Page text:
He folded his fingers over hers and whispered, “My bike’s out back. Take it, Val. There’s a go-kit locked inside the saddle bag.”
A go-kit. Words from her childhood as they had to run when influences from her grandfather tried to nudge Dad back into their world. Or when their money ran out and they needed to dodge a landlord.
Or she needed to dump a groom.
Her heart beat faster as a restless murmur hummed over the wedding guests. If she was going to pull this off, she had to be brave, like her dad. “Thank you. I love you, Daddy.”
“Love you too, baby girl. Be happy. Be safe.” He flipped up her veil, removing the barrier between them and leaned in as if to kiss her cheek. “I’ll hold them off here. Now run.”
He was right. And she knew it with a sudden, startling clarity.
Letting go of her father, she turned Erik. “I’m so sorry. I can’t do this.”
Without giving him time to question or argue, she dropped her bouquet and felt like an even heavier weight had been lifted from her shoulders. She clutched bunches of ruffled tulle and took off at a dead sprint past her gaping bridesmaids. Their tangerine gowns were a blur of tea-length satin as she made way to the side door leading into the hall. She startled a guitarist waiting to play the Ave Maria.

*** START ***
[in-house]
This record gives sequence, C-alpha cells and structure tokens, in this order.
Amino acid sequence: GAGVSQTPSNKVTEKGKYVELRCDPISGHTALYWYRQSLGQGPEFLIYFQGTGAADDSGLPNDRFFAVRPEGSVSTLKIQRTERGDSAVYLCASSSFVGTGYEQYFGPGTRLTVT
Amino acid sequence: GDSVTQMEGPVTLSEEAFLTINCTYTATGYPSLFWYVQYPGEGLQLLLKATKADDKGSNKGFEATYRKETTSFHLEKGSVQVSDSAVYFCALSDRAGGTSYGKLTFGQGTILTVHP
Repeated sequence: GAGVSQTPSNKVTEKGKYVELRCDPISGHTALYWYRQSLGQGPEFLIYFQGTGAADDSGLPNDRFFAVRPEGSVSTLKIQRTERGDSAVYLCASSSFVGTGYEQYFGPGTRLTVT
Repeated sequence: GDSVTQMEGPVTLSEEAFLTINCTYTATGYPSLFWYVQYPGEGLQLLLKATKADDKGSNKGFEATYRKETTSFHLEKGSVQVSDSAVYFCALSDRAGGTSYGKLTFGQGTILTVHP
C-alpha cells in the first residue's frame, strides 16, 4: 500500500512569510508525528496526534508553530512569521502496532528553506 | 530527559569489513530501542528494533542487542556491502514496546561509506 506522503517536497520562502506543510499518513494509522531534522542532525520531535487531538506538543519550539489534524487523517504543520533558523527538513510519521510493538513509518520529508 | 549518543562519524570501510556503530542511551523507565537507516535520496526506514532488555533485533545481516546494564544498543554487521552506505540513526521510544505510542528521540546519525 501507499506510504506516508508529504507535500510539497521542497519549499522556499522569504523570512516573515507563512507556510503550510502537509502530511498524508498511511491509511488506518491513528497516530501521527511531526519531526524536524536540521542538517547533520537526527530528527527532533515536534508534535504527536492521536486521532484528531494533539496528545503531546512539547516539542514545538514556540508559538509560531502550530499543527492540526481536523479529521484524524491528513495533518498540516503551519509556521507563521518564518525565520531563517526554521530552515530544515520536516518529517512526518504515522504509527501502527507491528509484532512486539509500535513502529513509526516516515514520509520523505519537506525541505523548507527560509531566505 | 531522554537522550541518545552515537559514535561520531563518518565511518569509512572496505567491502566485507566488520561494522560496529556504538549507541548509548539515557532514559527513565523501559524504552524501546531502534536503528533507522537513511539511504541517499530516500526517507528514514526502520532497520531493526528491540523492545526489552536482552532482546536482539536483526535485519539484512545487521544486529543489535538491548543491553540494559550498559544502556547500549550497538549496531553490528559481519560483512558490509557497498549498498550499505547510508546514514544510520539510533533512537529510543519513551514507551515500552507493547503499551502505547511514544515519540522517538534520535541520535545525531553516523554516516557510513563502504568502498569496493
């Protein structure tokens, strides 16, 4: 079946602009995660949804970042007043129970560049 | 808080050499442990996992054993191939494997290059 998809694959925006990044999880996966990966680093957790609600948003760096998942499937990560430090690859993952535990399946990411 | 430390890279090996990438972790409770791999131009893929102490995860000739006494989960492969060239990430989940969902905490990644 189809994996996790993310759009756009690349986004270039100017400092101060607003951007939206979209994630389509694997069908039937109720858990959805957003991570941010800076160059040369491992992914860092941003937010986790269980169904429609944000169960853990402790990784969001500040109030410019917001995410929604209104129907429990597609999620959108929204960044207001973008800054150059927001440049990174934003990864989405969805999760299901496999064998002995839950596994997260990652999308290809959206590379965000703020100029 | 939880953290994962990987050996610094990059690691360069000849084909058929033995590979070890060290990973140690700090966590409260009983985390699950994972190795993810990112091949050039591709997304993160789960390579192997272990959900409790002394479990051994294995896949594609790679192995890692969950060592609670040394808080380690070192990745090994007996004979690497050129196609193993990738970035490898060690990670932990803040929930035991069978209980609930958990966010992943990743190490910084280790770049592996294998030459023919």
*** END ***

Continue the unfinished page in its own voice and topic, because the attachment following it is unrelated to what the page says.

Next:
“Excuse me. I need to—I’ll be right back.” Not.
She yanked open a door and—.
The fire alarm shrieked.
The high-pitched alarm system ringing in her ears, she scanned the back parking lot, over rows and rows of high-end cars, gleaming in the late day sun. Finally, the setting rays glinted off the sheen of her father’s Harley. He’d parked it beside a small cornfield.
She jogged across the lot, her heels click, click, clicking. She would have ditched them altogether but she couldn’t ride barefoot. Already a hubbub had started behind her, the sound of opening doors and a swell of voices. She wouldn’t have long to make her escape.
She unlocked the saddle bags for a quick look and sure enough. Her dad had left a go-kit with cash, a lot of it. Clothes, all different than her conservative style. An ID in the name of Serena Allen. Diploma in her new name with a Master’s degree in counseling that matched her own.
And CDs for creating accents?
Accents. Yeah. Her dad had thought of everything.
Everything she needed to run.
End of Excerpt